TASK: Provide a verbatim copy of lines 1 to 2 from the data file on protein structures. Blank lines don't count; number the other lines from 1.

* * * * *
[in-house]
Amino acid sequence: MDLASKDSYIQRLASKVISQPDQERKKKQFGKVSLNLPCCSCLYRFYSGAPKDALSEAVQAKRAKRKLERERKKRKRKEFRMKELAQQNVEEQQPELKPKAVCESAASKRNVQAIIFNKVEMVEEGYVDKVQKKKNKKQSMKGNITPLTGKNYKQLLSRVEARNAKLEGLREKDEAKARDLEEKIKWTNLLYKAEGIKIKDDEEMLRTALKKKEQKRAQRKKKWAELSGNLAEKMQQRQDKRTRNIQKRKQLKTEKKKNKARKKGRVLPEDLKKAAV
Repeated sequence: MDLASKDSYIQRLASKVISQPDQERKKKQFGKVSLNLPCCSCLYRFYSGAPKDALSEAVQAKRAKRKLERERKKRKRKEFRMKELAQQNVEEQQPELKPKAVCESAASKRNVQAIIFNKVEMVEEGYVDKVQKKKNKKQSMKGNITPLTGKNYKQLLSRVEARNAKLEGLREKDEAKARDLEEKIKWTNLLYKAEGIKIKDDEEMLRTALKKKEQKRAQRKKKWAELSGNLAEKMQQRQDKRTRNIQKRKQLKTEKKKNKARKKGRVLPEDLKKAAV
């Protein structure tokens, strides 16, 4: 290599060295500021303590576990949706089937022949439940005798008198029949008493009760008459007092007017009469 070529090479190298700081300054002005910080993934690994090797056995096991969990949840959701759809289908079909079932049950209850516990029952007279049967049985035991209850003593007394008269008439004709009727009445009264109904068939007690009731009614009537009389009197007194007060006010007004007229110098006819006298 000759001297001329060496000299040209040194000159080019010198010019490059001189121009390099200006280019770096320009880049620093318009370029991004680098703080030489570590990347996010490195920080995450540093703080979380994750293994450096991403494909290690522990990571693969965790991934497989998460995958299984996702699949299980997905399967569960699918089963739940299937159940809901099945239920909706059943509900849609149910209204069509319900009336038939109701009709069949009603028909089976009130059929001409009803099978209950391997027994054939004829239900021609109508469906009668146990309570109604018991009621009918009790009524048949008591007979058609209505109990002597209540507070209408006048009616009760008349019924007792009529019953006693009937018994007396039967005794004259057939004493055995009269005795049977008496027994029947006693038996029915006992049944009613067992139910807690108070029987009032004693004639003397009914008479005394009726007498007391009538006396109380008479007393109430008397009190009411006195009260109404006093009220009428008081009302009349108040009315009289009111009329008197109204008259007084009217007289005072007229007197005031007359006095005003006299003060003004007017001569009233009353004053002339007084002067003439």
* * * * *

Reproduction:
[in-house]
Amino acid sequence: MDLASKDSYIQRLASKVISQPDQERKKKQFGKVSLNLPCCSCLYRFYSGAPKDALSEAVQAKRAKRKLERERKKRKRKEFRMKELAQQNVEEQQPELKPKAVCESAASKRNVQAIIFNKVEMVEEGYVDKVQKKKNKKQSMKGNITPLTGKNYKQLLSRVEARNAKLEGLREKDEAKARDLEEKIKWTNLLYKAEGIKIKDDEEMLRTALKKKEQKRAQRKKKWAELSGNLAEKMQQRQDKRTRNIQKRKQLKTEKKKNKARKKGRVLPEDLKKAAV